How to Be a Good Friend When Someone is Grieving 

Shandra Martinez

| 3 min read

I'll always be here to support her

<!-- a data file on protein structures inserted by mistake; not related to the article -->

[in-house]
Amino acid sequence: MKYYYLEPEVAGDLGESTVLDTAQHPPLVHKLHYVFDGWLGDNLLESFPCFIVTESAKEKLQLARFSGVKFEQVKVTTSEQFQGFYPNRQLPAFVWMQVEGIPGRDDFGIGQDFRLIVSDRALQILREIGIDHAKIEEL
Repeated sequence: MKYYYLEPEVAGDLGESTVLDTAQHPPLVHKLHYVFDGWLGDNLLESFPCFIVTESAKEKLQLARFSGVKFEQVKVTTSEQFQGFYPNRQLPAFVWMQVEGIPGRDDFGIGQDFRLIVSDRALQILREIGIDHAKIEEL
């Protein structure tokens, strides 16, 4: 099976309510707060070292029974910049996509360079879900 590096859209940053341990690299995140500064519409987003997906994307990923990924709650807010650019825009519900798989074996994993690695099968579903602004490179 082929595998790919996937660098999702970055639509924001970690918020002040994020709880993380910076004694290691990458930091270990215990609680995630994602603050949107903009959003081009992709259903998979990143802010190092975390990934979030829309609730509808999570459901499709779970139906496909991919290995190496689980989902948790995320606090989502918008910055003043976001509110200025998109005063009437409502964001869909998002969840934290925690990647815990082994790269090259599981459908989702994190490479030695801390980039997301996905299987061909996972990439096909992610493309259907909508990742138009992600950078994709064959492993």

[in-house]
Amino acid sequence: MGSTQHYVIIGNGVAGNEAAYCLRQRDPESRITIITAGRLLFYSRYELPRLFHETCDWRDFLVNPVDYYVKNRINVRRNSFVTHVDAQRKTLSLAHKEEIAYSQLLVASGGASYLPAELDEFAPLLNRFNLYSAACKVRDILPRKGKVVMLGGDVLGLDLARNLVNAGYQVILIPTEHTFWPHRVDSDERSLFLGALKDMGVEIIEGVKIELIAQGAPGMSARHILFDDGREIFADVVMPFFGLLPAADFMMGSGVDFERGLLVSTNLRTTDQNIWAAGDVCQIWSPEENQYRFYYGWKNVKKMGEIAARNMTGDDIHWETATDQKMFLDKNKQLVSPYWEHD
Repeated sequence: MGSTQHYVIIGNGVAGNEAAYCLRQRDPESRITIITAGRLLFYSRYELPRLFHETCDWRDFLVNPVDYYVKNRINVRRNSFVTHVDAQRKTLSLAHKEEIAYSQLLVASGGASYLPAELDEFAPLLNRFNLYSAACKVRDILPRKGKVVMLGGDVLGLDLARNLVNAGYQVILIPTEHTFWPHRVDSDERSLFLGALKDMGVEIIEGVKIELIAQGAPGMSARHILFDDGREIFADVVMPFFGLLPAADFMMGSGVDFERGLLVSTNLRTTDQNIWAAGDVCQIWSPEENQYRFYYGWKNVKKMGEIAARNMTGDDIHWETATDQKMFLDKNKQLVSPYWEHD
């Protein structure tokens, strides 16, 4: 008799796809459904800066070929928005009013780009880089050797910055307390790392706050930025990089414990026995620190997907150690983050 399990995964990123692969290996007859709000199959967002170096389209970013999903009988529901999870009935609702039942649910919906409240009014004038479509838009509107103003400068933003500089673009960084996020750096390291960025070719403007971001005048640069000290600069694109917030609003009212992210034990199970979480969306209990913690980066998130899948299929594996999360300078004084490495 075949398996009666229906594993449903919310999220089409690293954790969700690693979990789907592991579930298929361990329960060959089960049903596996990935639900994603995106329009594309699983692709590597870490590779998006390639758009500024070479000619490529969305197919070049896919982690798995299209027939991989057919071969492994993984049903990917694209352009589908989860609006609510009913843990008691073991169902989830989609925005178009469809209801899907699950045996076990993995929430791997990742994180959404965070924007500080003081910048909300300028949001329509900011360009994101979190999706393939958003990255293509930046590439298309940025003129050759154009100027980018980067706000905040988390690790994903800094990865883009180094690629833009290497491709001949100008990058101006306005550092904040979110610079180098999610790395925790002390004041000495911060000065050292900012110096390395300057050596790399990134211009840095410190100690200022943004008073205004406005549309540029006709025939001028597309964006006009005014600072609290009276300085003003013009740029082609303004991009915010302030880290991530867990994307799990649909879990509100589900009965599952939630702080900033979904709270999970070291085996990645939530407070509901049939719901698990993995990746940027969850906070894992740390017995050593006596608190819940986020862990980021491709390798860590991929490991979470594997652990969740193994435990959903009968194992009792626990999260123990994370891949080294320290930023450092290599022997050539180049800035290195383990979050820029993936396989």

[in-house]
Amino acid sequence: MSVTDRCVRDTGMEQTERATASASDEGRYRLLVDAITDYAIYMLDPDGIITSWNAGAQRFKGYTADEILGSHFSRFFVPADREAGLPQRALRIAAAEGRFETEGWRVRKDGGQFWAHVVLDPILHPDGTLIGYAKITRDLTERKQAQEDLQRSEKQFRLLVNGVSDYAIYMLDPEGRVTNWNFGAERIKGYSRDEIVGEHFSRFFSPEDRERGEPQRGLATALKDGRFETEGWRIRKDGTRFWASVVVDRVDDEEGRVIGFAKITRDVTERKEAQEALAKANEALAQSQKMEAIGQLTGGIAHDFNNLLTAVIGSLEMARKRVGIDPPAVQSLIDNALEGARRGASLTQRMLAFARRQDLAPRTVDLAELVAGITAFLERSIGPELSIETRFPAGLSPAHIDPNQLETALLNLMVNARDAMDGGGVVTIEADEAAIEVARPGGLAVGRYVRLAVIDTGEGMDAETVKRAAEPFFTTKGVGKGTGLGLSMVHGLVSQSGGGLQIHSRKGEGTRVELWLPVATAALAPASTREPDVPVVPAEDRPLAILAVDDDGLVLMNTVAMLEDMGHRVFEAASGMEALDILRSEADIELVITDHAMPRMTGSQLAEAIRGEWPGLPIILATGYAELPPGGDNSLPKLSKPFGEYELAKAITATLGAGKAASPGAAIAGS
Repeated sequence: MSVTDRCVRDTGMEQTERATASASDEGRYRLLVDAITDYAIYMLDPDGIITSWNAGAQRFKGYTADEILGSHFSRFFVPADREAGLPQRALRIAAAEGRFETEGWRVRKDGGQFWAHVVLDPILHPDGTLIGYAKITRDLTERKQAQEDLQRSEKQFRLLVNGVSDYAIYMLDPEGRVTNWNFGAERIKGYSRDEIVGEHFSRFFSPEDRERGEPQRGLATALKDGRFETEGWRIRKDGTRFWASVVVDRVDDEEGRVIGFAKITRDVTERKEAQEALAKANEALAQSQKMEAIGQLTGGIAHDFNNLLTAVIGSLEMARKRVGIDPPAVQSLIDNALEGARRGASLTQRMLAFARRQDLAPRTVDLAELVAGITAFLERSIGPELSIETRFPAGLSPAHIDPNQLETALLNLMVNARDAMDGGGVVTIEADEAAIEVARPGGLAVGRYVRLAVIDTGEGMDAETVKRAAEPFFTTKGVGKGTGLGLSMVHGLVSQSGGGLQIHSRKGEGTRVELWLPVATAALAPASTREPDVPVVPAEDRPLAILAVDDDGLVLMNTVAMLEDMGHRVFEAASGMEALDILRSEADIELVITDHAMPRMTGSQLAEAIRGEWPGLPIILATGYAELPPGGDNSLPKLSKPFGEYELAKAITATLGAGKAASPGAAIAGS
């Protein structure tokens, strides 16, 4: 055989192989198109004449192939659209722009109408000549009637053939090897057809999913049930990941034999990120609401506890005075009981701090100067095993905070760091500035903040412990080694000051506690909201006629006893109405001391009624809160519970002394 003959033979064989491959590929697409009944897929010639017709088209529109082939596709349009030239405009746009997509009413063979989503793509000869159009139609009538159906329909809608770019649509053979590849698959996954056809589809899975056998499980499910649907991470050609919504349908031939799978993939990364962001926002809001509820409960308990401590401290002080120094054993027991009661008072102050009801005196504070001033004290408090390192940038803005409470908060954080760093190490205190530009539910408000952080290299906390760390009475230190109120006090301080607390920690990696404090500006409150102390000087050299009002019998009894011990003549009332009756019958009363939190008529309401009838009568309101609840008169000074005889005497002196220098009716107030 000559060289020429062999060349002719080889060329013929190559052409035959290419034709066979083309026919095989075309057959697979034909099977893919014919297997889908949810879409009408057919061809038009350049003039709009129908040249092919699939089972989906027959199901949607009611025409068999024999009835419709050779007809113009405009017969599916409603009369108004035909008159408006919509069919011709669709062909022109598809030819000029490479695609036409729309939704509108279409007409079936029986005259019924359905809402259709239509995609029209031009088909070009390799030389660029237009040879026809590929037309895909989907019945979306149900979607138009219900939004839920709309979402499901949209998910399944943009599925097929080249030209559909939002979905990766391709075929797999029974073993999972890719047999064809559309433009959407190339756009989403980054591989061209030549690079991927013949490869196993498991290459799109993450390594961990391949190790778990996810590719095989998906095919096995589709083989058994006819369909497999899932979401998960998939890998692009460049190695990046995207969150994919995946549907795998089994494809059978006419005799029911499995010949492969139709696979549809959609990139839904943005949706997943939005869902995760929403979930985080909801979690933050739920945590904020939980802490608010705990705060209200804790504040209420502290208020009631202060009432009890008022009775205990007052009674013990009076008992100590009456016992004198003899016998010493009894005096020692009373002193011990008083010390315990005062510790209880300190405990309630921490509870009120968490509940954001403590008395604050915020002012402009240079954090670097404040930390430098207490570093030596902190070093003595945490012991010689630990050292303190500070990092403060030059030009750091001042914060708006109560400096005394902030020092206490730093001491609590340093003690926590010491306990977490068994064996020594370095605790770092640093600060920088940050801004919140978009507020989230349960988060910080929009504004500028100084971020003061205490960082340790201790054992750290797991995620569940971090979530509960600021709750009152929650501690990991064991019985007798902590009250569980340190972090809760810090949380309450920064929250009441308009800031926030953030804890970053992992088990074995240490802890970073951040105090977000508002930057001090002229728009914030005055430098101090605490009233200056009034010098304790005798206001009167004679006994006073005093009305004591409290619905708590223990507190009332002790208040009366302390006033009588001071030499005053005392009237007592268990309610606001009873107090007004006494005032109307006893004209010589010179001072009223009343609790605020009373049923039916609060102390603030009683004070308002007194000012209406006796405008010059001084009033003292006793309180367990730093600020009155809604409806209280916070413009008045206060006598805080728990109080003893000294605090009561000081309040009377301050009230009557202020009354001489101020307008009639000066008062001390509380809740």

When someone dies abruptly, news of the loss can feel like a physical blow: a death in a traffic crash, a heart attack or someone who dies by suicide. When someone dies after a long illness or even from old age, the loss may have been anticipated, but it still can send people’s worlds spinning. When someone you are close to suffers this kind of loss, it can be tough to know what to say or do. But there are ways you can be a good friend when someone you care about is grieving. First, it’s important to understand there is no one right way for a person to act while they are grieving. Some people might withdraw from their social life and seem depressed. Others might cry a lot and want to talk non-stop about the person they’ve lost. Still others might bury their feelings of grief deep inside and act like nothing has happened. So how do you know how best to react when a friend is grieving? Here are some tips: Be present for them. Sure, it might be emotionally hard to approach a friend who is dealing with loss. You might think you don’t know the right thing to say. Or you might think your friend doesn’t want to be bothered by a visit right now. But don’t stay away. Connect with them, even if it’s just a short visit or a call. If you don’t live nearby, send a sympathy card or a small “thinking of you” gift. They might not remember the exact words you said, but they will remember your hug, the time you spent with them, and the effort you made to show you care. Don’t ask too many questions. If a grieving friend wants to share lots of details - or even overshare - let them talk. It’s likely their way of working through their loss. But the aftermath of someone’s death is not the time to ask probing questions about the details of how someone died. That can seem too intrusive for many people. Use the person’s name. Don’t shy away from using the name of the person who died. Many times, people trying to comfort someone might think it will make grief worse if they mention the name of the person who died. Instead, use that person’s name, suggests experts in an article for Harvard Medical School. It makes the person seem present and sends the message that their memory won’t be forgotten. Encourage movement. The simple act of getting moving and out of the house – where they have been processing their grief – will be helpful. Even if the weather poses a barrier, bundle up and get outside. Don’t push people forward too soon. Each person has their own timetable when it comes to grief. They need to go through that process in their own way. While it may seem to you they are mired in sadness too long after the loss, it’s never good to tell someone that “it’s time to move on.” They will move on when they are ready. Be a listener. Now is not the time for friends to dominate every conversation. Make sure your friend grieving a loss has the time and space to talk about it. Be a good listener when you are around them. If they are telling a story about the person they lost, you can comment or ask for another detail to keep them talking, but don’t take over the conversation. Let them share their memories first. Related:
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